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Can anyone please tell me how to make this vintage photo effect


tvremote

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disposable-camera-edited-1-of-11-2.jpg
Its almost like a disposable camera took it, hell it might of, I'm really interested in doing this sort of effect on my photos. does anyone know how. Its driving me crazy
 

Tom Mann

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Sure, but the best way is if you post a photo or two of your own to which you want to apply the effect, and we can walk you through it.

However, don't forget that probably 80% of the "effect" that you are seeing is simply the use of a small area flash which leads to very sharp edged, dark shadows, particularly as you go further away from the camera. One isn't going to be able to reproduce that part of the overall effect in PS without an almost impossible amount of tiny detail work.

Tom M

PS - As you are selecting an image or two of your own to post, (a) obviously, it needs to be a flash shot, and (b) please post the full resolution image, directly from the camera with no previous PS work done on the image, and be sure the EXIF info (ie, the camera settings) is not stripped from the photo.
 
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BlueInGreen

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The blacks and whites are extreme. I think what you're after is a curves adjustment where you "crush" the black and white levels. The higher the black level, the more greys start turning into blacks / the lower the white level the more greys start turning into whites. Anything below your black level turns black and anything above your white level turns white.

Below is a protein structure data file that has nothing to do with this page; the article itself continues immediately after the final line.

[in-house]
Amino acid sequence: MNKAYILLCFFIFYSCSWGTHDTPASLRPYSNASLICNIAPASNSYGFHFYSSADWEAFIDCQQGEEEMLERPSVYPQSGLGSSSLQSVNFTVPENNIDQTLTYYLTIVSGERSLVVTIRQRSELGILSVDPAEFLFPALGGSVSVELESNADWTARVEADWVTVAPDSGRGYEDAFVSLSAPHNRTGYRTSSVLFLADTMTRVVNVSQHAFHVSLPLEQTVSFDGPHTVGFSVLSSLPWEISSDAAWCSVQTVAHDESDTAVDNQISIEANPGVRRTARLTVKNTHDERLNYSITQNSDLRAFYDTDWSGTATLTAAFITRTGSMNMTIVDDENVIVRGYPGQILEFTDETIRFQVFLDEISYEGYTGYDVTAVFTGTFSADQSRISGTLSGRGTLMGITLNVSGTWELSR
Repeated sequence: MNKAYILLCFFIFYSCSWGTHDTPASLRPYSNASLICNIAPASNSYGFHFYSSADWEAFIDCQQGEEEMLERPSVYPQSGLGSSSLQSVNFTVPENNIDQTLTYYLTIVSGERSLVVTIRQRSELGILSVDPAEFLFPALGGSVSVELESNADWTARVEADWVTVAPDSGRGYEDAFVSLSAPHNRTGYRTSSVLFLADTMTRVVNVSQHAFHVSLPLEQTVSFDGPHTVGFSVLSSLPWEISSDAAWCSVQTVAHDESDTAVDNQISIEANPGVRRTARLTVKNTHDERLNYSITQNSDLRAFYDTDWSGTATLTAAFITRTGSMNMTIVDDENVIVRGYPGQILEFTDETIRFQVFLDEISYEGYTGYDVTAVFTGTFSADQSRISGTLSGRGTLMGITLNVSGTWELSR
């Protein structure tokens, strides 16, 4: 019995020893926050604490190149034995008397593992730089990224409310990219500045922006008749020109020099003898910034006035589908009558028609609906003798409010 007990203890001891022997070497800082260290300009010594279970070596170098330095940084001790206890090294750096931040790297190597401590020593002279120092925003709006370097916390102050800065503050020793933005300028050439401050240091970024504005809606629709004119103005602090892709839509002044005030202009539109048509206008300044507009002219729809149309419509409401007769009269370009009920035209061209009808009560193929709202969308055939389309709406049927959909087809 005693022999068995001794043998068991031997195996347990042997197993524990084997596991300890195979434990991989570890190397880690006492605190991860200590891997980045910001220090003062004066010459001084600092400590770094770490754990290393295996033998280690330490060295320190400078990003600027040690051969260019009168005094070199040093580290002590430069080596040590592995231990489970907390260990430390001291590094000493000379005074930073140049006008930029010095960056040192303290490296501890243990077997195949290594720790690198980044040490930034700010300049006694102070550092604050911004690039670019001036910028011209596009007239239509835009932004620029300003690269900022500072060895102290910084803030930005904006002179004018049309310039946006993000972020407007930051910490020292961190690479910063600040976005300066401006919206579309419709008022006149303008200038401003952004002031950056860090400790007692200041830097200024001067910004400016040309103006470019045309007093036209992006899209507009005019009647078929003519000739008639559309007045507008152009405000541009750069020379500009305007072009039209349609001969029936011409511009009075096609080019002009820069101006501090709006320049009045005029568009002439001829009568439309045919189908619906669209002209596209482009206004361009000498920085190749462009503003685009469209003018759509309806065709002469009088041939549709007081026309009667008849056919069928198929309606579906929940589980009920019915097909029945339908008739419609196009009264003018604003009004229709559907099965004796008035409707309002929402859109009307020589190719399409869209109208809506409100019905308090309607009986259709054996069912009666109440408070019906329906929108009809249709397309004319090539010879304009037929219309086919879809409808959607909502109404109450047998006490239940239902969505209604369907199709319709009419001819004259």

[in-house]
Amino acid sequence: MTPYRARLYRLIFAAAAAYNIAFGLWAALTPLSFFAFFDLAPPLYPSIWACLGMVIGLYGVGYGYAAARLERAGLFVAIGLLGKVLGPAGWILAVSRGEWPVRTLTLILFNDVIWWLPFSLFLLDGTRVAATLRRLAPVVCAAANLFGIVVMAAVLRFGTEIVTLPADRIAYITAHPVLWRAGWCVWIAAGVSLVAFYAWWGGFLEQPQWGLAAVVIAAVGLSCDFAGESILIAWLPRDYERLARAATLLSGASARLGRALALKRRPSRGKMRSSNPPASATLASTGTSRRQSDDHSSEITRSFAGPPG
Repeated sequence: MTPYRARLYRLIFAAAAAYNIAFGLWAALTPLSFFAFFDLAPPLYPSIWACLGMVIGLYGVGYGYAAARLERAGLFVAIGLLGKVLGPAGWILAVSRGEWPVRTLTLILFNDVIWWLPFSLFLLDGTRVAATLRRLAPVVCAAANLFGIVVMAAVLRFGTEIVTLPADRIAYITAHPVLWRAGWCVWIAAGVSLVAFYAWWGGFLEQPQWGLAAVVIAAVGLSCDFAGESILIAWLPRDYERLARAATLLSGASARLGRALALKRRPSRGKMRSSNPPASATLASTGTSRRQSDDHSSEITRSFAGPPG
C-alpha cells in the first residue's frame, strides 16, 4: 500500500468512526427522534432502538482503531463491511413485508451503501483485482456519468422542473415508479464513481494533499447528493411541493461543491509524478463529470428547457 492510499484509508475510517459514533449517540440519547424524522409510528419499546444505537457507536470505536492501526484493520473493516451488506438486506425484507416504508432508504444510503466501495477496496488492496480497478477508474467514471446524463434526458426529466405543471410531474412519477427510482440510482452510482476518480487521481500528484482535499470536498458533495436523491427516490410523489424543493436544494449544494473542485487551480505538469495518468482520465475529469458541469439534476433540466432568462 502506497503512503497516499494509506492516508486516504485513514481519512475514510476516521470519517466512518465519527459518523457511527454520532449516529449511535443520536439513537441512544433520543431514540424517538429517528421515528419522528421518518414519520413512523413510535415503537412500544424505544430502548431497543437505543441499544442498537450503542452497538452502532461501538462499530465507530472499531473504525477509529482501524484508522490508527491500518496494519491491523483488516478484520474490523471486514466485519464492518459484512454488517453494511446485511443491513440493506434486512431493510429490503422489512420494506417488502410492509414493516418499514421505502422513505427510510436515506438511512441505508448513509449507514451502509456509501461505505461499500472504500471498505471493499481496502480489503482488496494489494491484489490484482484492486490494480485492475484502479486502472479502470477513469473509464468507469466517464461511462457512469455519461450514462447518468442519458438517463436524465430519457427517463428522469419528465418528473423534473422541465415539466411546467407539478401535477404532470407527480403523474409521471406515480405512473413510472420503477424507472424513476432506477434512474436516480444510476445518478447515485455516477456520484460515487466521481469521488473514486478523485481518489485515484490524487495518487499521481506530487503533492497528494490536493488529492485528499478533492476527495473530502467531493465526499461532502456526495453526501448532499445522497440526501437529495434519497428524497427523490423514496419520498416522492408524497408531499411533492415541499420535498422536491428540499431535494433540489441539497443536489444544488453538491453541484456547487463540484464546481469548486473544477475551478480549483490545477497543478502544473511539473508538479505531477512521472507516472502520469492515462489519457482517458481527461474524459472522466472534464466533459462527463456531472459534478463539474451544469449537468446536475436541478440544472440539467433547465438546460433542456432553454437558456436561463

If you look at the guy he's pretty much a black silhouette which is funny because we rarely, if ever, see 'pure black' with our eyes. Like Tom said, it's the effect of a flash that's caused this.
 

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Tom Mann

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BlueInGreen - You are absolutely right that various adjustments like PS's curves, levels, or contrast can be used to crush the shadows into blacks and blow the highlights into whites. However, applying such an adjustment to a photo that has normal contrast because of diffuse ambient illumination simply can not give the same look that an on-camera flash will produce. The reason is that the spatial distribution of the of the crushed shadows and blown highlights won't be the same as what is produced by the normal extra contrast that is automatically introduced by a direct, on-camera flash.

For some uses, the faked look may be acceptable, even preferable, but if you really want to convince viewers that they are looking at the results of a little camera with a hotshoe flash pointed directly at the subject, you've either got to manually adjust (usually by painting) all the necessary areas, or else save yourself an enormous amount of time in PS by just shooting the image with a cheap flashgun.

I didn't have access to an outdoor news stand, so I took a couple of quick photographs of some pens and pencils on a old bookcase in my basement to illustrate the problem:

#1) First is an image taken with nice diffuse ambient illumination produced by a couple of flashes pointed at a big reflector:

D7C_1587&8-Smart_Obj-comparison-ps02a_sRGB-698px_wide-annotated1-02_diffuse_off_camera_flash .jpg

#2) Next is an image take from the same position with the illumination produced by an on-camera hot shoe flash pointed at the subject, as well as an animated GIF comparing the histograms of (#1) and (#2):

D7C_1587&8-Smart_Obj-comparison-ps02a_sRGB-698px_wide-annotated1-01_direct_on_camera_flash .jpg

histograms_diffuse_vs_direct_flash-ps02b-8bpc_sRGB-2x-annotated_for_GIF.gif

Note that the peak on the RHS of both histograms is at the same brightness level (ie, same position on the x-axis). This shows that the brightest areas in both (#1) and (#2) are of the same brightness. However, there are many fewer near-black pixels in #1 compared to #2, exactly as expected.

#3) Finally, here is (#1) after a curves adjustment like you suggested to crush the shadows into blacks and raise the brightest highlights into pure, blown whites. As you can see, the dark areas in this image are even darker than the real shadows in (#2), but they just aren't in the right places -- the extra contrast is nice and certainly looks dramatic, but it just don't look like real shadows, if that's what you are going for.

D7C_1587&8-Smart_Obj-comparison-ps02a_sRGB-698px_wide-annotated1-03_fake_on_camera_flash_using_c.jpg


Here is a key to the annotations: